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JOBSEEKERS will undergo character checks and could be refused employment if they were bullies at school.
In a new offensive against high school bullies, employers will reject job applications from young people who have engaged in bullying, cyber stalking, harassment or threatening behaviour.
ClubsNSW will launch the radical scheme today, with a trial involving 12 major employers and plans to next year roll it out to 1400 clubs employing 43,000 staff statewide.
Under BullyCheck, which the O’Farrell government supports, job applicants aged 17 to 22 will be asked to consent to a reference check from their current or former high school and will not be hired if they fail the character test.
The scheme, which could be expanded to other major employers, follows a number of extreme bullying incidents in which teenage victims have been driven to suicide. Schools have been accused of failing to deal with malicious and unprovoked attacks.
Club chiefs said it was the first program with real consequences for bullies – putting them on notice their behaviour could seriously jeopardise their job prospects and ability to buy a car, a house or travel.
Schools participating in the program agreed to provide information confidentially to employers about a job applicant’s background.
To protect privacy, no personal documents will be released and jobseekers will not be told why their application was refused.
Anti-bullying experts will go into schools to run forums warning students that their future career could be affected by aggressive behaviour.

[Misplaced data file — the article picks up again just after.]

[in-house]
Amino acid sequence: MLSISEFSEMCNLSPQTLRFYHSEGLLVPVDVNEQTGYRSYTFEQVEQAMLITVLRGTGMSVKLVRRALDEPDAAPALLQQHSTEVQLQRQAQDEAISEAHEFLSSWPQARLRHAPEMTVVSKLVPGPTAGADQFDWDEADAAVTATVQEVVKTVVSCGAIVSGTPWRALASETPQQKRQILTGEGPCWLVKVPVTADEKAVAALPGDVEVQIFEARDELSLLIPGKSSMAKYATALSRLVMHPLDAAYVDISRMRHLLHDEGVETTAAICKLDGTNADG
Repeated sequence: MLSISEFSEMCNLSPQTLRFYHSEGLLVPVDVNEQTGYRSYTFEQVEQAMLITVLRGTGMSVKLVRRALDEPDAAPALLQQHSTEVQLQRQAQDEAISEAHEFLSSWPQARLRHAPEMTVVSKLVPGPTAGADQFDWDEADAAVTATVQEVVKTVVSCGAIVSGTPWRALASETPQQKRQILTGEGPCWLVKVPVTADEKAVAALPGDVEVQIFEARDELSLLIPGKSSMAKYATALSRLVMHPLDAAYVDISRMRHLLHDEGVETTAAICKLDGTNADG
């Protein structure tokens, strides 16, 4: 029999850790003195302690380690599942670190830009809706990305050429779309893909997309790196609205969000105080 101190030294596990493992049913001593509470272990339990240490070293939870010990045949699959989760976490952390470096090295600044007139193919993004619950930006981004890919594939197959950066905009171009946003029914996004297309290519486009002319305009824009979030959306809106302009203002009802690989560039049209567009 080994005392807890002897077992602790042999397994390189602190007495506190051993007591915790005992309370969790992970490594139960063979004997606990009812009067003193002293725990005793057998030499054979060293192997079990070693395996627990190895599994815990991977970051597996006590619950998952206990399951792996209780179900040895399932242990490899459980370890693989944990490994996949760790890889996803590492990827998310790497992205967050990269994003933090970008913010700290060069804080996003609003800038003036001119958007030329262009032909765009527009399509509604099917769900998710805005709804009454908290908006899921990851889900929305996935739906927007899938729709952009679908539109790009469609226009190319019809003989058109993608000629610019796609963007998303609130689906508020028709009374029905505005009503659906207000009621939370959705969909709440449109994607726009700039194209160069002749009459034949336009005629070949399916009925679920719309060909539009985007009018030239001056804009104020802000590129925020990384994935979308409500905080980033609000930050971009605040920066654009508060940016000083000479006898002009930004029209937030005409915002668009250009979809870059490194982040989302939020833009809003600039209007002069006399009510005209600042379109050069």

ClubsNSW chief executive Anthony Ball said the program would be adopted by clubs across NSW next year.
“The message is simple – if you bully then you are risking your own career prospects,” Mr Ball said.
“Until now, anti-bullying programs have focused on the effect on the victim. Considering bullies show a complete lack of concern for their victim, we will have a greater impact by forcing bullies to think about the effect their bullying will have on them.
“Clubs will be going into schools with the message that the consequences of bullying will not be erased when they leave high school.
“If students have engaged in serious bullying, cyber stalking or threatening behaviour clubs will not hesitate to reject their job application.”
If a student voluntarily raises their bullying history and demonstrates remorse and a high level of community service then their application for a job may be considered on its merits, ClubsNSW said.
Gaming and Racing Minister George Souris said Bullycheck was a fantastic initiative.
“Bullying both at school and in the workplace has a costly and devastating effect on victims and the community at large and I congratulate ClubsNSW on helping to fight this scourge,” he said.